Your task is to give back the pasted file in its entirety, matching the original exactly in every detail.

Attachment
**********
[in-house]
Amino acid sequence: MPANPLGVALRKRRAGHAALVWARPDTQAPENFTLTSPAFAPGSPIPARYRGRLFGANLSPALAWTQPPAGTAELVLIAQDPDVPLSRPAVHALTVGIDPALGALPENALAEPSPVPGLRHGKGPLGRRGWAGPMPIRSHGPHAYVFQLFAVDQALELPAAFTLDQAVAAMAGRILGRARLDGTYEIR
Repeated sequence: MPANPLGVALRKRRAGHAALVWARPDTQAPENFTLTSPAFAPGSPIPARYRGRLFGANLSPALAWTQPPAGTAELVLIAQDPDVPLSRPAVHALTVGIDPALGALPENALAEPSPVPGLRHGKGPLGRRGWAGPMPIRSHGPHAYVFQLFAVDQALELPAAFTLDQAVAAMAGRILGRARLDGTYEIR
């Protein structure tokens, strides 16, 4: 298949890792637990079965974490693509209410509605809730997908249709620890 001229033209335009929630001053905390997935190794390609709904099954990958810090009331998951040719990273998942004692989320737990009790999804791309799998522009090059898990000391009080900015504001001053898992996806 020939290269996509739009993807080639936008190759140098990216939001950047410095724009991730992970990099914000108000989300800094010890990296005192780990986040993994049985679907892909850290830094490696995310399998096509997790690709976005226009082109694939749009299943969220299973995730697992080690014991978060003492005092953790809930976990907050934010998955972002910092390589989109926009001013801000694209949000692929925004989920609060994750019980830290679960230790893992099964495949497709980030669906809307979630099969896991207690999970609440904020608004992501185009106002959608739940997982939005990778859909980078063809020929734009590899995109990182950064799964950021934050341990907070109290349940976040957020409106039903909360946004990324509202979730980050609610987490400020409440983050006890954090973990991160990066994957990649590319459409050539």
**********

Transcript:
[in-house]
Amino acid sequence: MPANPLGVALRKRRAGHAALVWARPDTQAPENFTLTSPAFAPGSPIPARYRGRLFGANLSPALAWTQPPAGTAELVLIAQDPDVPLSRPAVHALTVGIDPALGALPENALAEPSPVPGLRHGKGPLGRRGWAGPMPIRSHGPHAYVFQLFAVDQALELPAAFTLDQAVAAMAGRILGRARLDGTYEIR
Repeated sequence: MPANPLGVALRKRRAGHAALVWARPDTQAPENFTLTSPAFAPGSPIPARYRGRLFGANLSPALAWTQPPAGTAELVLIAQDPDVPLSRPAVHALTVGIDPALGALPENALAEPSPVPGLRHGKGPLGRRGWAGPMPIRSHGPHAYVFQLFAVDQALELPAAFTLDQAVAAMAGRILGRARLDGTYEIR
């Protein structure tokens, strides 16, 4: 298949890792637990079965974490693509209410509605809730997908249709620890 001229033209335009929630001053905390997935190794390609709904099954990958810090009331998951040719990273998942004692989320737990009790999804791309799998522009090059898990000391009080900015504001001053898992996806 020939290269996509739009993807080639936008190759140098990216939001950047410095724009991730992970990099914000108000989300800094010890990296005192780990986040993994049985679907892909850290830094490696995310399998096509997790690709976005226009082109694939749009299943969220299973995730697992080690014991978060003492005092953790809930976990907050934010998955972002910092390589989109926009001013801000694209949000692929925004989920609060994750019980830290679960230790893992099964495949497709980030669906809307979630099969896991207690999970609440904020608004992501185009106002959608739940997982939005990778859909980078063809020929734009590899995109990182950064799964950021934050341990907070109290349940976040957020409106039903909360946004990324509202979730980050609610987490400020409440983050006890954090973990991160990066994957990649590319459409050539």